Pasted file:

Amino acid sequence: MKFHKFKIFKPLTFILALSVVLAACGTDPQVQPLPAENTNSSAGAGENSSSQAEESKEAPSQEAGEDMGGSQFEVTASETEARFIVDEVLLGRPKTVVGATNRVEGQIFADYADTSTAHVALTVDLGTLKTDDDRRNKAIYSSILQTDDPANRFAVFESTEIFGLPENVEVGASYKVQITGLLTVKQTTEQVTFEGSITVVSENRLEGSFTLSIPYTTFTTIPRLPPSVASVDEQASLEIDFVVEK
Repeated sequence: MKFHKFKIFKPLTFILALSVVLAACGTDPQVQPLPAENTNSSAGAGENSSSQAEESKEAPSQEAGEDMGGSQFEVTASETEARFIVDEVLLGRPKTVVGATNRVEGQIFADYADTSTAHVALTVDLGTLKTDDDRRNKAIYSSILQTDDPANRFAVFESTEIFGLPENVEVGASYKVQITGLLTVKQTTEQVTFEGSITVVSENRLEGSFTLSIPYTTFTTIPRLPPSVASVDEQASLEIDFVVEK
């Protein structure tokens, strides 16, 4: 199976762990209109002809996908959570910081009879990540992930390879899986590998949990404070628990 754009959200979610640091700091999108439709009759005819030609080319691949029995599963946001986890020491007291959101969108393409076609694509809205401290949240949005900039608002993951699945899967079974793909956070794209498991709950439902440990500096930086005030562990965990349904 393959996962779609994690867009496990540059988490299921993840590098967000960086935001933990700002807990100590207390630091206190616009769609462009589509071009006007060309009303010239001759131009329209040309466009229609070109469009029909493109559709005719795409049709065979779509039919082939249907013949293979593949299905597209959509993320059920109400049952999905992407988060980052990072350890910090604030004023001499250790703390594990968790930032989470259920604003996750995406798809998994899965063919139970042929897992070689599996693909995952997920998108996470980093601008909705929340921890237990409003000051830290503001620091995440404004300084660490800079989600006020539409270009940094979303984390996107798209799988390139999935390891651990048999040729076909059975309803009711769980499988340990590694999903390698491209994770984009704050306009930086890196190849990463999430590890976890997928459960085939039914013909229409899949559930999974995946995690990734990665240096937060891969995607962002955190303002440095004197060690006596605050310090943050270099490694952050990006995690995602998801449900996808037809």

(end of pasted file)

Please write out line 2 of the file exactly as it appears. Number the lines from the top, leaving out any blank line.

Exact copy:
Repeated sequence: MKFHKFKIFKPLTFILALSVVLAACGTDPQVQPLPAENTNSSAGAGENSSSQAEESKEAPSQEAGEDMGGSQFEVTASETEARFIVDEVLLGRPKTVVGATNRVEGQIFADYADTSTAHVALTVDLGTLKTDDDRRNKAIYSSILQTDDPANRFAVFESTEIFGLPENVEVGASYKVQITGLLTVKQTTEQVTFEGSITVVSENRLEGSFTLSIPYTTFTTIPRLPPSVASVDEQASLEIDFVVEK